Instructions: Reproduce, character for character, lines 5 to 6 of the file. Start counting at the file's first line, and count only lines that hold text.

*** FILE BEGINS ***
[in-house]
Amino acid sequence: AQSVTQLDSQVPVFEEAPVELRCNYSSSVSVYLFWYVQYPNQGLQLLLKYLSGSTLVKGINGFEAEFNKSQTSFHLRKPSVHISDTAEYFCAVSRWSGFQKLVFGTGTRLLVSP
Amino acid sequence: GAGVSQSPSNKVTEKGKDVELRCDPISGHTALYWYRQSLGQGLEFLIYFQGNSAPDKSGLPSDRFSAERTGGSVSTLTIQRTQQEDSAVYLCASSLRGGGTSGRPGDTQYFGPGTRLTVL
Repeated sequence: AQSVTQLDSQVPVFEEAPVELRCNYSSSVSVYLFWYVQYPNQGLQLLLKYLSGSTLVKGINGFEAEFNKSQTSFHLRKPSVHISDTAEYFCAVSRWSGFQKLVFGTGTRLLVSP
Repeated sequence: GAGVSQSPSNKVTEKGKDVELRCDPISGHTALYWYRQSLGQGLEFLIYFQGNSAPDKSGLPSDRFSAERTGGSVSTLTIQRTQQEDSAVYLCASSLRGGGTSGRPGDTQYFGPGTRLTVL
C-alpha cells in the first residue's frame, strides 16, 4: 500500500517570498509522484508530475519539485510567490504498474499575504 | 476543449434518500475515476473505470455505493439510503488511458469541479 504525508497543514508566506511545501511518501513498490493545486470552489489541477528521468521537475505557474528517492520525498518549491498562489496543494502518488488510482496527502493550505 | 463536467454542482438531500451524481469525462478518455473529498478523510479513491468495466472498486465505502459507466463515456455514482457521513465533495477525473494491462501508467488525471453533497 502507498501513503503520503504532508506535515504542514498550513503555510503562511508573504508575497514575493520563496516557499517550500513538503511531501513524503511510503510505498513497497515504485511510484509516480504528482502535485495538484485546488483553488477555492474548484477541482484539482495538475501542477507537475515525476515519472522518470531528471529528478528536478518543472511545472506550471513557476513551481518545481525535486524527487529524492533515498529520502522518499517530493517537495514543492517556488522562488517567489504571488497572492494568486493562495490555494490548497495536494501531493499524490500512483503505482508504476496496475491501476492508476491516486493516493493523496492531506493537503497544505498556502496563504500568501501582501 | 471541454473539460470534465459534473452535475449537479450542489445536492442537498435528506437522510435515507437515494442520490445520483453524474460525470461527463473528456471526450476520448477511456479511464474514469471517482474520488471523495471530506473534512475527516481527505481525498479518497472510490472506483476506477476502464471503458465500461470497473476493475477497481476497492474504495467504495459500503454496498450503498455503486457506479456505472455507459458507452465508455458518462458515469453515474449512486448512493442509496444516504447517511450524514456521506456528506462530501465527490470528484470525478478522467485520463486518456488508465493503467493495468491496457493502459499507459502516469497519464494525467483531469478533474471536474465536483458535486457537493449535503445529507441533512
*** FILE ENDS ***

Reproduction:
Repeated sequence: GAGVSQSPSNKVTEKGKDVELRCDPISGHTALYWYRQSLGQGLEFLIYFQGNSAPDKSGLPSDRFSAERTGGSVSTLTIQRTQQEDSAVYLCASSLRGGGTSGRPGDTQYFGPGTRLTVL
C-alpha cells in the first residue's frame, strides 16, 4: 500500500517570498509522484508530475519539485510567490504498474499575504 | 476543449434518500475515476473505470455505493439510503488511458469541479 504525508497543514508566506511545501511518501513498490493545486470552489489541477528521468521537475505557474528517492520525498518549491498562489496543494502518488488510482496527502493550505 | 463536467454542482438531500451524481469525462478518455473529498478523510479513491468495466472498486465505502459507466463515456455514482457521513465533495477525473494491462501508467488525471453533497 502507498501513503503520503504532508506535515504542514498550513503555510503562511508573504508575497514575493520563496516557499517550500513538503511531501513524503511510503510505498513497497515504485511510484509516480504528482502535485495538484485546488483553488477555492474548484477541482484539482495538475501542477507537475515525476515519472522518470531528471529528478528536478518543472511545472506550471513557476513551481518545481525535486524527487529524492533515498529520502522518499517530493517537495514543492517556488522562488517567489504571488497572492494568486493562495490555494490548497495536494501531493499524490500512483503505482508504476496496475491501476492508476491516486493516493493523496492531506493537503497544505498556502496563504500568501501582501 | 471541454473539460470534465459534473452535475449537479450542489445536492442537498435528506437522510435515507437515494442520490445520483453524474460525470461527463473528456471526450476520448477511456479511464474514469471517482474520488471523495471530506473534512475527516481527505481525498479518497472510490472506483476506477476502464471503458465500461470497473476493475477497481476497492474504495467504495459500503454496498450503498455503486457506479456505472455507459458507452465508455458518462458515469453515474449512486448512493442509496444516504447517511450524514456521506456528506462530501465527490470528484470525478478522467485520463486518456488508465493503467493495468491496457493502459499507459502516469497519464494525467483531469478533474471536474465536483458535486457537493449535503445529507441533512